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  • Kristen Herring-Asleson

Let It Go! If You Cannot Control It, Let It Go!


Nov. 3 was National Stress Awareness Day. Like National Mammography Day, mental health is not something you should think about only once a year. However, the first Wednesday of November, has been designated as the 24 hours to reinforce the fact that you are not doing yourself any favors by stressing about situations you cannot control.


Learning how to hone my ability to “let go that of which I cannot control” was difficult. The process was long, and although I am usually able to de-stress, there are times when stress rears its ugly head, and I have to take specific measures to catch my breath and, frankly, not “freak out.”

The owner of any business knows that stressful work environments or stressed-out employees can lead to less productivity and poor performance. Rising stress levels give the perception of higher demands on employees, and that can lead to feelings of frustration, lack of focus, less efficiency, poor decision making and concentration issues.

Not only does stress lead to problems in the workplace, it can lead to personal health issues as well. If you are faced with insomnia, headaches, depression or nervousness from stress, your quality of life can decrease as well.

There are a couple of readers who are my “go-to” women in the workplace to answer questions, so I turned to them for ideas to share on de-stressing when work is stressful. Here are a few ideas that contribute to a more peaceful work environment.

  • Put the mobile device away.

  • Take a moment to get up, get some coffee and gather your thoughts.

  • Take a couple deep breaths.

  • Play some relaxing music.

  • Look at pictures of your family.

  • Take a short walk.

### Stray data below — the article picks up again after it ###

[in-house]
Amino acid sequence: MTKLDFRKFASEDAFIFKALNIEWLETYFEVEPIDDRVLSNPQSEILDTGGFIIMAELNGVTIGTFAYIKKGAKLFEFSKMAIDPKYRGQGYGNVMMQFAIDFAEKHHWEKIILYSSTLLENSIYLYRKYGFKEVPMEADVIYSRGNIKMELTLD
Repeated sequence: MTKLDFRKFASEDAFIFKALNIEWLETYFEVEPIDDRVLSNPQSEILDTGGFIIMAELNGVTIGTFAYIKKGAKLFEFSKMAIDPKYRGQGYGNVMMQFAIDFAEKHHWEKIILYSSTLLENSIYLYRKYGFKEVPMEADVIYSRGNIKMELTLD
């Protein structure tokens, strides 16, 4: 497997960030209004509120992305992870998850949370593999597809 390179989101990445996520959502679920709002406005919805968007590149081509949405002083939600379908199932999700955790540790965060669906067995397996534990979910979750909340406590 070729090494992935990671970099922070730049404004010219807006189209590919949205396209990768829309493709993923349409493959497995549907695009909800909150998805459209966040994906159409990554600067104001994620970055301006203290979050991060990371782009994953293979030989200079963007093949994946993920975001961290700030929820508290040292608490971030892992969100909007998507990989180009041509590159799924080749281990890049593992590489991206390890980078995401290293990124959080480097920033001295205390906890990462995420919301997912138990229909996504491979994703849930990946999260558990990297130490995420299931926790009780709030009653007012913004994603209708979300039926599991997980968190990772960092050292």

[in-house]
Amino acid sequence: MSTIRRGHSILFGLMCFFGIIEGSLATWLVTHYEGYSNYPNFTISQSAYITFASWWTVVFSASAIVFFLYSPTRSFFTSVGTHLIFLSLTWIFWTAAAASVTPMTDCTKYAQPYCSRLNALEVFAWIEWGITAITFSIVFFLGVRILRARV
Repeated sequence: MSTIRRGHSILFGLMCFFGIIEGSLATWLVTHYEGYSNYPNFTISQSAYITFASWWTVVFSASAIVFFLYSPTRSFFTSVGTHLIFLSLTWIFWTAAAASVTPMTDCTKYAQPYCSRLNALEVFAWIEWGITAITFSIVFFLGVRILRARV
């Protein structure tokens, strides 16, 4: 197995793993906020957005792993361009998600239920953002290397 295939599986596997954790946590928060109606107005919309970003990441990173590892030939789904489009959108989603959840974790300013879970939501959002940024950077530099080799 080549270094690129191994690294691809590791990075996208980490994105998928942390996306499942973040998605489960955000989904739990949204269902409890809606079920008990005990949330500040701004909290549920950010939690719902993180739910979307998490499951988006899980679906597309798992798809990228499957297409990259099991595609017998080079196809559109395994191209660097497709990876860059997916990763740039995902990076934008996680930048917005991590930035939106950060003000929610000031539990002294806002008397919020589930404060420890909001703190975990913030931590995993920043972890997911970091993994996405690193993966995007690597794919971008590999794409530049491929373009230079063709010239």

Sometimes leaving your desk or workspace is impossible, even if for a few moments. So I would imagine that breaking out a yoga mat and doing a little yoga to relax is most likely out of the question. If you are stuck in one spot at work and you feel the panic rise up, stick with deep breathing to reduce tension and stress. It will help immensely.

Before you make fun of meditation as a de-stressor, try it. I experienced a meditation session two years ago that changed my stress levels drastically. In fact, I enjoyed it so much and felt so much relief from practicing guided meditation, I now use it with my two youngest boys. Every night, my 8- and 11-year-sons listen to a 10-minute guided meditation and 90% of the time, they are sleeping soundly by the end.

Meditating at home is not the same as meditating at work, and certainly do not fall asleep! But using it to increase mindfulness and awareness will help eliminate distractions and allow you to focus more clearly.


An excessive workload is a huge stressor, and it's worse if it is disorganized. Take the time to plough through your mountain of work and get organized. Start with prioritizing your projects, with the most important on the top along with those that have deadlines.

Stop attempting to do all the tasks and requirements of your job alone if you don’t have to. You aren’t a superhero, so don’t pretend to be. Delegate. If you have coworkers with room on their plate for more work, and they are capable, let them help.


The energy drinks and caffeine you consume in the morning or before work? Reduce or cut them out completely! Caffeine spikes stress levels, and although you may feel it improves productivity and focus, it is short lived.


To date, the best advice to de-stress is to learn to let go of the things you cannot control. If you can master that, you are well on your way to a pleasant work environment that is close to stress-free.



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